CAIRO Soldiers used force Saturday to break up a protest demanding more political change in Egypt in the toughest move yet against demonstrators who accused the country's military rulers of "betraying the people."
Protesters said the soldiers had moved against them after midnight, firing in the air and using sticks to break up the remnants of a demonstration urging the military to enact deeper reforms including a complete overhaul of the cabinet. The Supreme Council of the Armed Forces, which has been ruling Egypt since President Hosni Mubarak stepped down in the face of a mass uprising, apologized, said there had been no order to assault the protest and the incident was unintentional.
Protesters detained overnight would be released, it said, without stating how many of them there were. It said "infiltrators" had thrown bottles and rocks at soldiers.
"What happened last night was ... the result of unintentional altercations between the military police and the children of the revolution," the council said on a Facebook page that has become a main tool in its public relations effort.
Ashraf Omar, a demonstrator, said soldiers had used tasers and batons against the protesters. "I thought things would change. I wanted to give the government a chance but there is no hope with this regime," he said.
The military council has promised constitutional changes leading to free and fair elections within six months. The judicial council tasked with drafting the constitutional reforms is expected to announce its proposals soon.
As it manages domestic affairs for the first time in decades, the military also wants Egyptians to get back to work to revive an economy drained by weeks of turmoil unleashed by the mass uprising that toppled Mubarak on February 11.
Thousands of people had gathered in Tahrir Square Friday to press broader demands including the replacement of the prime minister, who was appointed by the ousted president in the last weeks of his rule and had long served his administration.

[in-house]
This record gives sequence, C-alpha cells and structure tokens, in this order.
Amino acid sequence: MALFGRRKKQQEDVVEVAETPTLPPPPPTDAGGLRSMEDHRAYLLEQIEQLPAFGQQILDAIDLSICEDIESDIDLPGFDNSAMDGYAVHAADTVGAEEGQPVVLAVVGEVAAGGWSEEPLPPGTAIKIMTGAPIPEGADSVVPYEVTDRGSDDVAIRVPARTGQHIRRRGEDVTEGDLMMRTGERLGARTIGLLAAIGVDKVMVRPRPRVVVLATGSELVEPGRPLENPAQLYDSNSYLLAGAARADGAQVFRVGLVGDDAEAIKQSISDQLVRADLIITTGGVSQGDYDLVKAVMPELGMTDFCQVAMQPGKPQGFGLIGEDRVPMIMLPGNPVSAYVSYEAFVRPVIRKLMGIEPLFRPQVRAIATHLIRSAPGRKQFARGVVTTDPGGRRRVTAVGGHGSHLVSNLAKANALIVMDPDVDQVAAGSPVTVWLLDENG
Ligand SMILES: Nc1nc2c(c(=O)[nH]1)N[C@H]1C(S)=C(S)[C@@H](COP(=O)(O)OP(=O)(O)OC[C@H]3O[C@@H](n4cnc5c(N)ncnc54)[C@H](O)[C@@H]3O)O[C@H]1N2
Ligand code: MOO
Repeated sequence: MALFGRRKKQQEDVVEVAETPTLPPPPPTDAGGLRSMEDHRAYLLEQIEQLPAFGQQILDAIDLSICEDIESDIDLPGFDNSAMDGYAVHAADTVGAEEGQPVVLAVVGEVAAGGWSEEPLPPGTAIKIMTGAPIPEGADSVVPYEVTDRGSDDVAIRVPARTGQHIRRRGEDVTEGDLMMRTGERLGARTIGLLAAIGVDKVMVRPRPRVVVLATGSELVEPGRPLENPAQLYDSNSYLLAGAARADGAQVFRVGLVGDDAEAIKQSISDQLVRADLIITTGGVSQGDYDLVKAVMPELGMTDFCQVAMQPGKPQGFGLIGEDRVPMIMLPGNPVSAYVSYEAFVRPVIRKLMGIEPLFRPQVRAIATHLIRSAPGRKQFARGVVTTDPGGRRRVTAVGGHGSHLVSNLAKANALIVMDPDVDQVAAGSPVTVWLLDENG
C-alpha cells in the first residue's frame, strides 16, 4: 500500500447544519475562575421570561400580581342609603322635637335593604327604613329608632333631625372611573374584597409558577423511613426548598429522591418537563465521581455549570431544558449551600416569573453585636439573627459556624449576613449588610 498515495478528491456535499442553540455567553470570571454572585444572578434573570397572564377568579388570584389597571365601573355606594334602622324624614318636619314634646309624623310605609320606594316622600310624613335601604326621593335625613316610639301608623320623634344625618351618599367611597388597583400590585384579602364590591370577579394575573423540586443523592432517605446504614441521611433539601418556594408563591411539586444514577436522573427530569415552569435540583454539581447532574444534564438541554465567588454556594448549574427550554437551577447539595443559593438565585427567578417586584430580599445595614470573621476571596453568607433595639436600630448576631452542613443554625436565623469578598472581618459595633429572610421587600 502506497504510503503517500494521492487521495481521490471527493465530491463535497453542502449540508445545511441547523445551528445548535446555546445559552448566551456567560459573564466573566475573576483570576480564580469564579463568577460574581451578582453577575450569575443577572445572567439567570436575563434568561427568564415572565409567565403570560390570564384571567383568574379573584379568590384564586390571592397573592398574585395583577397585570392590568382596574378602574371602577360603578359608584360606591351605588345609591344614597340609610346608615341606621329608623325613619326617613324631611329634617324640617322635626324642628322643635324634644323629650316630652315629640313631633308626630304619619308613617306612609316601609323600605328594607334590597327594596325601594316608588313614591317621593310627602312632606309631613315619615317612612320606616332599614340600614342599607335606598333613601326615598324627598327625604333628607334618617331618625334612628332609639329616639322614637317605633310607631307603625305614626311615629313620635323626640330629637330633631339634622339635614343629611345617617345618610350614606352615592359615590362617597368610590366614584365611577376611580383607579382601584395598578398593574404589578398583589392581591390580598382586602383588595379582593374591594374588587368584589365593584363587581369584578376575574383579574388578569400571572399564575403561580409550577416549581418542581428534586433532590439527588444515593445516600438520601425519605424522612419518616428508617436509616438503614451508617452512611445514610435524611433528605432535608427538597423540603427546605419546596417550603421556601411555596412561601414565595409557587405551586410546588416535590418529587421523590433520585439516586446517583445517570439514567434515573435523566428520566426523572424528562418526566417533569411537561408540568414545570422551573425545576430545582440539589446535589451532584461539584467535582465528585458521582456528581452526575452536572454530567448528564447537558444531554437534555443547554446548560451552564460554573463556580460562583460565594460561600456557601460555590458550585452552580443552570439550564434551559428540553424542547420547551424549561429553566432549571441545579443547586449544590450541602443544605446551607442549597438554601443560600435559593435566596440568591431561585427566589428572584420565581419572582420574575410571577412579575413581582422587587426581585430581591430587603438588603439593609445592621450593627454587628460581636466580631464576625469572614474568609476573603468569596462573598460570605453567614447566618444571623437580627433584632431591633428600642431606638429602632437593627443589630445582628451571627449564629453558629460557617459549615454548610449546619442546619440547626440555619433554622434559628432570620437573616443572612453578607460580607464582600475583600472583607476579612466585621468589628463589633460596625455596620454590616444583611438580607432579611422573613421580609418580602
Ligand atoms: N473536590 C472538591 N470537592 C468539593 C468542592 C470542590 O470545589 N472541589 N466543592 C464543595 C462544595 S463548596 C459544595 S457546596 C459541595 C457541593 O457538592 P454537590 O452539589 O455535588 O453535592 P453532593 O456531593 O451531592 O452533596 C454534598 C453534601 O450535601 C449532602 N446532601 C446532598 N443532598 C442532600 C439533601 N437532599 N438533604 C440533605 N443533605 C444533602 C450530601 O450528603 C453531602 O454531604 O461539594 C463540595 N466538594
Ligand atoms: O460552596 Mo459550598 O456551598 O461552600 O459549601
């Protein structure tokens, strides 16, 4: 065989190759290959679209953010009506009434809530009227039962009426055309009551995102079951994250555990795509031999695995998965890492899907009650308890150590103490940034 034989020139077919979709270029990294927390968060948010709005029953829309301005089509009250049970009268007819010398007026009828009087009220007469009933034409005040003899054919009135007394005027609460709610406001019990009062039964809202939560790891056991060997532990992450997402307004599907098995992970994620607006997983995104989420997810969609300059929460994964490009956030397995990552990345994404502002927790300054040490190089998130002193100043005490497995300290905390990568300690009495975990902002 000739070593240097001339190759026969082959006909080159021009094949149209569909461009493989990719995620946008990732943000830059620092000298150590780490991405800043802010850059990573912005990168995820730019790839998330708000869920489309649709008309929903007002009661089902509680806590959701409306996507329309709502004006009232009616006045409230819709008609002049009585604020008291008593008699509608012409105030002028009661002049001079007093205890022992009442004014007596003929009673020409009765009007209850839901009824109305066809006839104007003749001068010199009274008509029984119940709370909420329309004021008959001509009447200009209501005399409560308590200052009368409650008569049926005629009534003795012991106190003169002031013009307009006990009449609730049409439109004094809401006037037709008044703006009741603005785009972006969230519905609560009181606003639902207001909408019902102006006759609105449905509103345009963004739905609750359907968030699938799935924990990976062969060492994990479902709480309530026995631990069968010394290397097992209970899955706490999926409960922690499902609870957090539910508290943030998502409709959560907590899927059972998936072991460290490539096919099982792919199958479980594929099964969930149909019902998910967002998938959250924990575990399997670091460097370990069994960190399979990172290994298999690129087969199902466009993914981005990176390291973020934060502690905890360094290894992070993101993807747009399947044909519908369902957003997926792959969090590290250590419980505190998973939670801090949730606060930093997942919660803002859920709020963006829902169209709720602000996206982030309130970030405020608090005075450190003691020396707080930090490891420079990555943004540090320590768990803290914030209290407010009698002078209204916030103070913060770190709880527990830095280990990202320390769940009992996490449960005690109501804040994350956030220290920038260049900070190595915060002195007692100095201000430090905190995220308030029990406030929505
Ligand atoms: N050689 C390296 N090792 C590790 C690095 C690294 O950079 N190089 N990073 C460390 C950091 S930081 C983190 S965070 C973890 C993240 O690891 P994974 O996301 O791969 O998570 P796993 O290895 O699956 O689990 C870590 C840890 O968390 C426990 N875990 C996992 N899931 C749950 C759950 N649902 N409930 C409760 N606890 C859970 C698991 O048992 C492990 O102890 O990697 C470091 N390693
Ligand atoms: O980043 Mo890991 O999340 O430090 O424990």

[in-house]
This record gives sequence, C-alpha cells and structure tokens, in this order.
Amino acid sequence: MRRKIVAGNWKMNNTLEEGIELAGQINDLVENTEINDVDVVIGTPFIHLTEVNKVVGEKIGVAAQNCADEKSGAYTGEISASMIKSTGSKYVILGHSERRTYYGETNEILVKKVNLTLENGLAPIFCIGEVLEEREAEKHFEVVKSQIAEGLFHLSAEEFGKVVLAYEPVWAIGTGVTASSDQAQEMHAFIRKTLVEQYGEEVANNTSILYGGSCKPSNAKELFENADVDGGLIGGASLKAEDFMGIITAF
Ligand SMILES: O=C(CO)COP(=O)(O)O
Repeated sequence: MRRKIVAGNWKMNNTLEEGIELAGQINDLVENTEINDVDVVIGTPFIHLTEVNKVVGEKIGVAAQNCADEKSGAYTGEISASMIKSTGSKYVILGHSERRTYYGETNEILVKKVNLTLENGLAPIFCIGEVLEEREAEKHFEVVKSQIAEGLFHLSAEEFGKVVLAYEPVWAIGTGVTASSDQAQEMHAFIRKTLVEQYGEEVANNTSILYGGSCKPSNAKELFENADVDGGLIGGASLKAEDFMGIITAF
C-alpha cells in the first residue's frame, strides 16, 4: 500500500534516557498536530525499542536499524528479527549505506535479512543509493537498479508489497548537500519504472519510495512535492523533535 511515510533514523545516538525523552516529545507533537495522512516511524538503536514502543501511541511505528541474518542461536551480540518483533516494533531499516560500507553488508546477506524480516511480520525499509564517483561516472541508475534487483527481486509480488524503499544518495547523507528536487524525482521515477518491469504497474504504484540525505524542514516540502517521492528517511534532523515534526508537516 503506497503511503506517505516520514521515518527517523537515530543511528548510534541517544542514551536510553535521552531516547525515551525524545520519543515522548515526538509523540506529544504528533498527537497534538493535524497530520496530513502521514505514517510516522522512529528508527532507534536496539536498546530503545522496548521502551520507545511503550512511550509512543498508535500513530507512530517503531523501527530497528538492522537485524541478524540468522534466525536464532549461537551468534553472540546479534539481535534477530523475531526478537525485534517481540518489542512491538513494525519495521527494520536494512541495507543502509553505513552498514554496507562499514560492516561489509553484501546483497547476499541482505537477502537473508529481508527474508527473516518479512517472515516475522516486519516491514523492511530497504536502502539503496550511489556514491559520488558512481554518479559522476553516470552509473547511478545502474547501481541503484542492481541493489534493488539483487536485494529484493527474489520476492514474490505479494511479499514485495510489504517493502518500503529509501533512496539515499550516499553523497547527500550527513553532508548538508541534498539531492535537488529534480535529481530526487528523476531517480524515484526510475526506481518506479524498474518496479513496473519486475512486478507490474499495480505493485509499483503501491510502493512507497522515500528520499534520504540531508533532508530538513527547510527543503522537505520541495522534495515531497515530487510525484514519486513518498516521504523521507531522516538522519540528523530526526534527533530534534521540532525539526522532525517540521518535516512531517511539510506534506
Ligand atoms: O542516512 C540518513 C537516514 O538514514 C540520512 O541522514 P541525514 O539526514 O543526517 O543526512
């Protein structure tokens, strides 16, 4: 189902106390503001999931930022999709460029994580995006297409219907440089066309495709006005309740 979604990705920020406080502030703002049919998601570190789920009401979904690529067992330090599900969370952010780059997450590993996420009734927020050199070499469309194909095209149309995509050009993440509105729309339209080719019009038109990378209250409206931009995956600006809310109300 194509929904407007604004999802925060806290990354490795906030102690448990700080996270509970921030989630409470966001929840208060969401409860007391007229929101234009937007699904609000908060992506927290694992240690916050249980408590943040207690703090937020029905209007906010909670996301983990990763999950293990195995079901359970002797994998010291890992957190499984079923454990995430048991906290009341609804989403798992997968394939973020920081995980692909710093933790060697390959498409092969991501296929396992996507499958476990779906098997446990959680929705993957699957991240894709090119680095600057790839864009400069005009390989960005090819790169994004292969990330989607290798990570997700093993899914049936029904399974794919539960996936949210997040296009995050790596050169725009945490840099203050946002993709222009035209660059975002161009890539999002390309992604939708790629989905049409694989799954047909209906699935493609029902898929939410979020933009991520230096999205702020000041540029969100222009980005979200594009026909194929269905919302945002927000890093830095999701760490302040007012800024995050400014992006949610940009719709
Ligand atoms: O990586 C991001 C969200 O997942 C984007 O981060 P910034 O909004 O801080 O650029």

As day broke, a few dozen protesters left in the square flagged down motorists, telling them that the army had attacked the protest. A number of the activists held aloft signs declaring "the army betrayed the people."
One taxi driver remonstrated with a protester, telling him: "The people can't find food to eat." His view reflected the feelings of those Egyptians who believe continued protests are obstructing a return to normality.
FOR NOW, MILITARY APPEARS HESITANT ON FURTHER REFORM
Witnesses said they saw several protesters fall to the ground but it was not clear if they were wounded and if so, how seriously. Protesters were heard yelling and shouting as they were chased down side streets surrounding Tahrir Square.
The protesters want the resignation of Prime Minister Ahmed Shafiq as well as the removal of other ministers associated with Mubarak's rule and the immediate release of remaining political detainees. A partial cabinet reshuffle has not satisfied them.
Opposition groups want a complete break with the past in the run up to democratic elections promised by the military.
Having committed to constitutional changes and democratic elections, the military appears reluctant to enact further reforms, a Western diplomat said. The military council appears to want to leave further reforms to an elected civilian government, the diplomat added.
The military appeared to want to "get out from under the obligation" of government, the diplomat added.
An anti-corruption campaign targeting prominent figures in Mubarak's era is one of the clearest signs yet of a break with the past. The foreign ministry has instructed governments overseas to freeze the assets of Mubarak and his family.
Several former ministers and businessmen linked to the ruling party are also under investigation.
In the latest case, investigators have ordered the detention of former Information Minister Anas el-Fekky for 15 days on charges of profiteering and wasting public funds, the state news agency MENA said Saturday.
(Additional reporting by Yasmine Saleh and Mohamed Abdellah; Writing by Tom Perry; Editing by Caroline Drees)